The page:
I stood my ground and fought for divorce. It was then that I started to use whatever I could against anyone who crossed me. I even threatened to get police involved if anyone tried to hurt me or my boys. My family were shocked. Is this poor, defenseless woman really fighting back? Yes, I was! This was just the beginning. If I learned anything from my law degree, it was probably learning to fight back. I wanted to make a change and fight for what was rightfully mine and in this case it was a life: I wanted my life back.
I was disowned for three years for divorcing my husband. Eventually, my parents came to terms with it all. But I was supposed to accept re-integration on their terms. They made my life a nightmare. They were interfering with everything. I wasn’t allowed out; I wasn’t allowed to socialise or communicate with anyone. I had no life. I was still financially struggling with bills and trying to feed my children. My parents were happy. They had me just were they wanted. They controlled me but I had no one. All my friends had moved on and started their own lives – but not me.
It had never crossed my mind that I could marry someone from a different culture. It was forbidden amongst southern Iraqis. As I grew up I always wanted someone who would understand my language, my background and my way of life. I always assumed that only an Arab like myself could do that.
But now I wanted an open-minded Muslim, someone who was born and bred in the UK, who totally dismissed the cultural norms. Someone who was positive and upbeat about living life. We could visit shrines, travel the world and learn more about Islam in a more practical way. A partner who would accept my two boys, who would father them and replace their absent dad. A man my kids would love and look up to, who would get along with my family and everything.
But the beautiful hunky-dory life was just too good to ever be true. In fact, it was impossible. I will never find an Arab that would accept my kids because it was so rare and I just wasn’t a lucky girl. That’s the way I assumed it would stay.
Being a single mum was depressing, not because I couldn’t handle being single but because I couldn’t handle the family pressure. To them I was a divorcee. I had already brought shame to them once and I was capable of doing it again. Well guess what, shame and dishonor was definitely guaranteed. I wanted to move on and start a new life. But off course, that was just a no-go in my culture. I had to live and die for my boys. I got married once and although it was a forced marriage, I wasn’t allowed to remarry.
My life belonged to my boys and I should focus on them only, they kept telling me. It was sad really, if I wasn’t happy how was I supposed to give my kids happiness? I was still barely allowed out, my parents kept trying to run everything in my life. Then, surprisingly, one night they gave me the permission to attend my friend’s birthday party. I had known her for over 20 years but not once had I met her family. On that night I was introduced to her brother. We instantly clicked. I felt that I had known him for years. We exchanged glances and smiles all evening. I felt that he was the one, the soul mate that I had been searching for. He was a Muslim convert who knew little about Islam but I didn’t care. He was blonde and he had the English culture. Although we were completely different to one another, we got on very well.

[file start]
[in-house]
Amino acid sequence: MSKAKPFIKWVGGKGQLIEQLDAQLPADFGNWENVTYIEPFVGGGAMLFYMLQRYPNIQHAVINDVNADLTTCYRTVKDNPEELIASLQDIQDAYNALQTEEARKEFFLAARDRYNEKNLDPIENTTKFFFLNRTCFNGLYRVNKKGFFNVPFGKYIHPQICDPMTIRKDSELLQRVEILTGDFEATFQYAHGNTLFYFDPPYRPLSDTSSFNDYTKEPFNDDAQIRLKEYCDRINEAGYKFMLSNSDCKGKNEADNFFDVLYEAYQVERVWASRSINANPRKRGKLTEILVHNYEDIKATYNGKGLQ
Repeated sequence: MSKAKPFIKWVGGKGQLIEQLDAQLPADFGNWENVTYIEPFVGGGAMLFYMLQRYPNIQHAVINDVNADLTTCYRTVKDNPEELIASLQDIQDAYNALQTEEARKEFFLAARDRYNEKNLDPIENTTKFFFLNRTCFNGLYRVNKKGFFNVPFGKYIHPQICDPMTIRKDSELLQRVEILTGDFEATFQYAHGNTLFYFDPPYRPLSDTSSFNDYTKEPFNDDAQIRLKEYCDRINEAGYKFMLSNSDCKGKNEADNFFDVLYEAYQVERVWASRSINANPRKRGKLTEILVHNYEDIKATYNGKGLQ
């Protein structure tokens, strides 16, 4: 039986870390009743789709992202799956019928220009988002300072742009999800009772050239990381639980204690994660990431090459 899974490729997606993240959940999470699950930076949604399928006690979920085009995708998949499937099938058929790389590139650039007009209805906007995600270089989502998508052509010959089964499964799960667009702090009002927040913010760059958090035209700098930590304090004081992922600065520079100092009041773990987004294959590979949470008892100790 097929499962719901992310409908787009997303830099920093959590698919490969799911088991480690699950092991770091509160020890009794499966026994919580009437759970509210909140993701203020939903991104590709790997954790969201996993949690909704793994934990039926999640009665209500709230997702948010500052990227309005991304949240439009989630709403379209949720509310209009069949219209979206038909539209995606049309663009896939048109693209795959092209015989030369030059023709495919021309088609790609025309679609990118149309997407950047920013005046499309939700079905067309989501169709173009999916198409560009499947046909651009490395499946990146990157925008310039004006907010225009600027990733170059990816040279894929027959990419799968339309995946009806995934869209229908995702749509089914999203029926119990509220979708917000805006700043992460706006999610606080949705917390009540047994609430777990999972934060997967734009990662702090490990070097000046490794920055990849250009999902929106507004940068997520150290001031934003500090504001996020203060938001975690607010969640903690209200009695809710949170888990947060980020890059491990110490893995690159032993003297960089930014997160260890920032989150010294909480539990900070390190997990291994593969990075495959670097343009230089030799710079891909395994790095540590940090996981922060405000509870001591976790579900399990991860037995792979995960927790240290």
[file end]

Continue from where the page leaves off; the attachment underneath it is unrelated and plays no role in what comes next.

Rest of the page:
We started chatting over the phone and on our first date he proposed. Yes, my English man had proposed on the first date. It was romantic and it just seemed right. I had already been through so much and I had nothing to lose so I accepted instantly. Five months later, we tied the knot. We went to a mosque, exchanged our vows and married. I loved it. It was all very fast and spontaneous. I was thrilled. For the first time in my life I felt free. I didn’t care about culture or family or anything, I wanted true happiness for my boys and for myself. We had so much similarities and everything worked out. I forgot all the barriers and the obstacles I had faced.
Who said it was hard to marry into a different culture? In fact it was amazing. It was euphoria. My husband truly loved my boys and vice versa. I could see my children beaming with happiness, something I hadn’t seen in a while. My dream had come true. I had the best three men and I was content.
Sadly, neither of our families really accepted us. My family disowned me again but I became so numb that it didn’t really bother me. I was targeted with endless abuse, but that wasn’t important. It was trivial, I had my small family unit to worry about. We moved in with his mother so I could get closer to her but that backfired. It was disastrous. My mother in law was very old fashioned and everything was unacceptable. I never retaliated even when she complained about my foreign muck cooking. Seven months later, I decided to move back to my old flat. I worked long stressful shifts and coming home to negativity was intolerable. I knew I was being selfish but if my husband really loved me, he would move in with me and he did.
I was very hesitant to make that decision but why, after all I had been through, struggle some more? I moved back home, re-decorated my flat and started my life with my husband and my boys. I couldn’t be happier. It was the best decision I ever made. We found comfort in each other and love and respect that keeps growing today. Where there is love, everything is possible and as long as we treat each other with tenderness and care nothing will ever bring us down. No race or culture race stop us from love and being who we are.
The woman in this story has chosen to remain anonymous. She was speaking to Schahrazade Halfaoui.